We travelled into Accra from different regions of the world and arrived in the evening at our hotel. The next morning we all gathered and met the local team supporting us in the interaction with the start-ups. We got to know each other better through team building exercises and received even more information about the projects we will work with. Details to follow.
In the afternoon we went to a city tour through different parts of Accra. There are really nice areas with decent houses, there are lively streets with shops, restaurants etc., and there are crowded markets of all kinds. All very, very colorful. Towards the end we visited Jamestown, which is the area at the seaside where the fishermen reside with their families. Puuh, that was a really different experience. Adults there live on 1 US Dollar or less per day (like some 50% of the population in Ghana). They work very hard to make a living with fishing. They reside in direct neighborhood to their wooden boats in all kinds of sheds. All live on limited space. I attach a picture. If internet is stable enough I will be successful in up-loading them to this blog.
We were there for some 20 minutes and everyone had the urge to leave the place. Partially because you could sense that many fishermen did not like us looking around. It was not always adequate to take pictures, especially portraits of individuals. They did not want us to document their poverty and maybe were suspicious that we show the pictures back home, making fun about them.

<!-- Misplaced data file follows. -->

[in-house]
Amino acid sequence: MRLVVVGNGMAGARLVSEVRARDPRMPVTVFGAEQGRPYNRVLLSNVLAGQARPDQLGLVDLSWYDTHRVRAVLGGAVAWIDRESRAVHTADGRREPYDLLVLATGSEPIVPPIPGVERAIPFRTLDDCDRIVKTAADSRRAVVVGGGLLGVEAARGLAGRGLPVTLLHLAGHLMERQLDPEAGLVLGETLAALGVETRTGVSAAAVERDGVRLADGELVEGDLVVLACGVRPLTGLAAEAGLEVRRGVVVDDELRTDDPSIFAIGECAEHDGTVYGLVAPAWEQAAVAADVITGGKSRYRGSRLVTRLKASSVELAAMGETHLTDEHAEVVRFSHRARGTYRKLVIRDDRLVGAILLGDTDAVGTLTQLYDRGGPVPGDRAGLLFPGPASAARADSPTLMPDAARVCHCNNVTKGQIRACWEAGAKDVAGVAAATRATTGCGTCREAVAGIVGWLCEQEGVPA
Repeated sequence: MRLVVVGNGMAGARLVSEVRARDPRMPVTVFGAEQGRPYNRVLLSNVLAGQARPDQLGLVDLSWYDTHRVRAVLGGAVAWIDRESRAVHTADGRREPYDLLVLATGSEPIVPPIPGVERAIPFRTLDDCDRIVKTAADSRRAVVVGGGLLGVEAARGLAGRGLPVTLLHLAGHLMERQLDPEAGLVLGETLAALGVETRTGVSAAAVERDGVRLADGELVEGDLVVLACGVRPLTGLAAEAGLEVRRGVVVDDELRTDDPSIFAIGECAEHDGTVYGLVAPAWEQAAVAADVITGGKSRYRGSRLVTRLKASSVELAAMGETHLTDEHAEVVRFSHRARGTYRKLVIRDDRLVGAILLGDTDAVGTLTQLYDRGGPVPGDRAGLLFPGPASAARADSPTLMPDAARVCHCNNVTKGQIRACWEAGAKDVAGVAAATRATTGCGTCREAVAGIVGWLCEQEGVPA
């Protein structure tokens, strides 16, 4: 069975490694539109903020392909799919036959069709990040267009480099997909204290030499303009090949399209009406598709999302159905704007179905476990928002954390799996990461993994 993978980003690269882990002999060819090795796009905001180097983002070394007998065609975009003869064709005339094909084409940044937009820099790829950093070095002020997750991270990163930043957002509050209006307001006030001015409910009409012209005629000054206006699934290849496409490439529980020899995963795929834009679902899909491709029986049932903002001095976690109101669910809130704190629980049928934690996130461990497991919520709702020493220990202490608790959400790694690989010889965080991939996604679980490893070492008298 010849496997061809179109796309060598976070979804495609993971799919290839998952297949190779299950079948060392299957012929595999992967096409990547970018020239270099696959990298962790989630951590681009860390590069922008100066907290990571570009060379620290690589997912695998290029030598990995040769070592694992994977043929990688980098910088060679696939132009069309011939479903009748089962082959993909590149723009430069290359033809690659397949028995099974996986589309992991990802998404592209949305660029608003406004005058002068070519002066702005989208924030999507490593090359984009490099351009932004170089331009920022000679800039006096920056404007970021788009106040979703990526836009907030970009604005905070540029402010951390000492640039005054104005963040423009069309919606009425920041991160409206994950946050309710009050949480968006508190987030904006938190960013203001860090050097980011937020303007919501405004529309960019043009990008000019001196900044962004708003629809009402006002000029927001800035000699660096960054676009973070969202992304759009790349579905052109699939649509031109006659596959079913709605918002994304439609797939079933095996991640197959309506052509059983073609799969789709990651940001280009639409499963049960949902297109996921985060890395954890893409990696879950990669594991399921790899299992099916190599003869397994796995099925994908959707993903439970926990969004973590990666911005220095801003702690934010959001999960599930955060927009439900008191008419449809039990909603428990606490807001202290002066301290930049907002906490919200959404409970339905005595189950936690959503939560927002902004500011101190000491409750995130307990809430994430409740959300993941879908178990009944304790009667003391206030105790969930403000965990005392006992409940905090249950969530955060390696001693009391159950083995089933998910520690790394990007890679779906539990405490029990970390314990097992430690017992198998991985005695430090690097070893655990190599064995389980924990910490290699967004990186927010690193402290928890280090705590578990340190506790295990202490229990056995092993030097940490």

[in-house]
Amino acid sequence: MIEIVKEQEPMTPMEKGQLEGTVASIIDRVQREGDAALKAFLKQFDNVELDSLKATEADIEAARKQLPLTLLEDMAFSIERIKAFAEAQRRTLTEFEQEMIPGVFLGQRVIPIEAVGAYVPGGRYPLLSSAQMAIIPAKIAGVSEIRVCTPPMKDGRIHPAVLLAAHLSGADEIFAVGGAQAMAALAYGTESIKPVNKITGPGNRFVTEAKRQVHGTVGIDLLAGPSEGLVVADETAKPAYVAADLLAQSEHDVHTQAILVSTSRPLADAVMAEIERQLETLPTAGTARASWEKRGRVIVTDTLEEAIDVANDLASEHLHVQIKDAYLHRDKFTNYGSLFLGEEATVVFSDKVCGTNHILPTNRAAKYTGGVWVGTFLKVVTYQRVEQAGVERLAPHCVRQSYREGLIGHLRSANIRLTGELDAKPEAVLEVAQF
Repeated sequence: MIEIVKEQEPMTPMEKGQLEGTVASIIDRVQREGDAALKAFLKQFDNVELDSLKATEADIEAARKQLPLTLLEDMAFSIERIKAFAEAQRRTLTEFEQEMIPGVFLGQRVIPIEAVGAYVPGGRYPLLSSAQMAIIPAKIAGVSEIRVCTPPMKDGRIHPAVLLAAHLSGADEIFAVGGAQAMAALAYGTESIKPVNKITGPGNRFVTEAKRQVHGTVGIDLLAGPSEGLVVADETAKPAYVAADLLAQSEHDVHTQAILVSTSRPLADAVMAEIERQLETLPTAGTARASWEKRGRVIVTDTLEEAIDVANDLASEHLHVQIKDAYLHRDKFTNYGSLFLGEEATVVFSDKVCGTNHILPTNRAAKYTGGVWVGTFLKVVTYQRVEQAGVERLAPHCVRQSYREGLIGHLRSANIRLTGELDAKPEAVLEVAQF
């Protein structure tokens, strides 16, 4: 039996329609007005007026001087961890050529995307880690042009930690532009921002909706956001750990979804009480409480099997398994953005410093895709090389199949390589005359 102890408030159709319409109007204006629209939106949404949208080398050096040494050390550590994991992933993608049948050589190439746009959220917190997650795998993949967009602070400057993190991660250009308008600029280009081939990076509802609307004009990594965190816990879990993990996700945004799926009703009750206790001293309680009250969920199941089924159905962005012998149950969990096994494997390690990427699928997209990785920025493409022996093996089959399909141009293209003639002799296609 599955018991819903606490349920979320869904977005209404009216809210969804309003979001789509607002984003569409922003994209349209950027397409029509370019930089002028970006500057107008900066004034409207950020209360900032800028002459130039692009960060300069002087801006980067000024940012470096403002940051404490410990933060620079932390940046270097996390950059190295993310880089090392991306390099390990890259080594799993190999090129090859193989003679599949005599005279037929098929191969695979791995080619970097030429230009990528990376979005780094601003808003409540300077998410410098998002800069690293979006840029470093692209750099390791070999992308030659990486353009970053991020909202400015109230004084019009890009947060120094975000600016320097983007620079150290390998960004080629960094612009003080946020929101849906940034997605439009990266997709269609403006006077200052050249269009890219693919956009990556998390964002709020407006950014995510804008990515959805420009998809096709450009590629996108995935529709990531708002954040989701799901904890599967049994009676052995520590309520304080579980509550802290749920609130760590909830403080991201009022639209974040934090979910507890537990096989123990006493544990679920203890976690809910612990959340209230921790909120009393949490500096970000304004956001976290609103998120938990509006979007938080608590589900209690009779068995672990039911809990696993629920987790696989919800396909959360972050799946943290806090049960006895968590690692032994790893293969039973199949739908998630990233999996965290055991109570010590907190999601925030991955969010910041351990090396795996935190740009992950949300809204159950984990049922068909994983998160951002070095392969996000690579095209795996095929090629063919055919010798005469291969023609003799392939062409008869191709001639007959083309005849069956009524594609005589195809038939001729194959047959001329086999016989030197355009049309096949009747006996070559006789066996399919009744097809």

Back in our little bus silence was the motto. My initial thoughts were: The next colleague in Walldorf who approaches me to complain in an inappropriate manner about the quality of our free lunch at SAP will be send on a free ride to Accra, in order to spend 48 hours in Jamestown…
Ok, ok, I will of course never do this, I was simply sharing my initial thoughts.
Back to reality. Clear learning is to be thankful and sensitive about what we as SAP employees all have, to be conscious in what luxury position we are. It is surely ok to criticize things at SAP in a constructive manner. But it should always be clear that it is about the last 5%.
More to come, Wolfgang